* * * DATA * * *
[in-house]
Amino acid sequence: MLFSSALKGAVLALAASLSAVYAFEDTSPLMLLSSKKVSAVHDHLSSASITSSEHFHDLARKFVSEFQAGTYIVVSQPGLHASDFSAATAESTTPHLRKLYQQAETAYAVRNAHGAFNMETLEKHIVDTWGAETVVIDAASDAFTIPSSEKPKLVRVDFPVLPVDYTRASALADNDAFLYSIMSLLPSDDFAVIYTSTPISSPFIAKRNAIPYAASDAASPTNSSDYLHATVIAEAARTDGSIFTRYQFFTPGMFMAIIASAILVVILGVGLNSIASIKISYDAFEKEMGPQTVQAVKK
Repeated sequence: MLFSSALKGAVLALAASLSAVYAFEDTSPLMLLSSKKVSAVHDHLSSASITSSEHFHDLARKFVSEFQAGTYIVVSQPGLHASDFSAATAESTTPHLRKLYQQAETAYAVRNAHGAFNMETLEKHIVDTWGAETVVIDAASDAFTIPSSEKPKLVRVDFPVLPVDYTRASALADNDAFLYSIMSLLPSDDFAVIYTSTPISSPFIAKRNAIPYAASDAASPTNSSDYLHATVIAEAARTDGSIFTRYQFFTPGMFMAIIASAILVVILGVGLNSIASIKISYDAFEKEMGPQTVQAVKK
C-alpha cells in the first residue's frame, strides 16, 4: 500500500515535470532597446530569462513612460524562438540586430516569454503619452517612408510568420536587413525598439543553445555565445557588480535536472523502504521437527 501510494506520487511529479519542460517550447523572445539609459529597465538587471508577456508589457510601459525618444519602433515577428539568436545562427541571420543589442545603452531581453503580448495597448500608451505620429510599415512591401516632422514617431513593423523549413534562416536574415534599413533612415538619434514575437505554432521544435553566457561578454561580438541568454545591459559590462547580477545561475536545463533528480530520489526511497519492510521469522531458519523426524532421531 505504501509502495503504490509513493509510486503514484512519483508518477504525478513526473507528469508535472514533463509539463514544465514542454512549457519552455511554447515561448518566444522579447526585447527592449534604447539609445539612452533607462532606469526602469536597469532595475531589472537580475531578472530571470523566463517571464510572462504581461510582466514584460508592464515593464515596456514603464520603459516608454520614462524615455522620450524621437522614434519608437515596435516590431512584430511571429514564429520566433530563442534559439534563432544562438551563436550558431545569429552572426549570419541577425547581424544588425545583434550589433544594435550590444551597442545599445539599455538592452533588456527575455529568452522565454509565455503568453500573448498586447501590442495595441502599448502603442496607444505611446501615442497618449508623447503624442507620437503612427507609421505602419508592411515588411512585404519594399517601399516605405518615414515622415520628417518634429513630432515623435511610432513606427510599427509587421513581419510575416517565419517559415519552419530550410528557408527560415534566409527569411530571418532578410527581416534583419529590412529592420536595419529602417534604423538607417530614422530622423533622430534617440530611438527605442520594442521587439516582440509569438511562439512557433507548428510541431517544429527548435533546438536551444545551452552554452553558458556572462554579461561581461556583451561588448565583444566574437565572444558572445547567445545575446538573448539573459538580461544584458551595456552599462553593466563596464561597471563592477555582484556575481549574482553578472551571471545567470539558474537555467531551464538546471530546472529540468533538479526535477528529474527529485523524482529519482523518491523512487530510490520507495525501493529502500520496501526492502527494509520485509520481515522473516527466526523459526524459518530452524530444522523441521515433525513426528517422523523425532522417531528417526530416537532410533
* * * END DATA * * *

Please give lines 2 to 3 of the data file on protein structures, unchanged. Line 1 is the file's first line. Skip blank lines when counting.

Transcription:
Amino acid sequence: MLFSSALKGAVLALAASLSAVYAFEDTSPLMLLSSKKVSAVHDHLSSASITSSEHFHDLARKFVSEFQAGTYIVVSQPGLHASDFSAATAESTTPHLRKLYQQAETAYAVRNAHGAFNMETLEKHIVDTWGAETVVIDAASDAFTIPSSEKPKLVRVDFPVLPVDYTRASALADNDAFLYSIMSLLPSDDFAVIYTSTPISSPFIAKRNAIPYAASDAASPTNSSDYLHATVIAEAARTDGSIFTRYQFFTPGMFMAIIASAILVVILGVGLNSIASIKISYDAFEKEMGPQTVQAVKK
Repeated sequence: MLFSSALKGAVLALAASLSAVYAFEDTSPLMLLSSKKVSAVHDHLSSASITSSEHFHDLARKFVSEFQAGTYIVVSQPGLHASDFSAATAESTTPHLRKLYQQAETAYAVRNAHGAFNMETLEKHIVDTWGAETVVIDAASDAFTIPSSEKPKLVRVDFPVLPVDYTRASALADNDAFLYSIMSLLPSDDFAVIYTSTPISSPFIAKRNAIPYAASDAASPTNSSDYLHATVIAEAARTDGSIFTRYQFFTPGMFMAIIASAILVVILGVGLNSIASIKISYDAFEKEMGPQTVQAVKK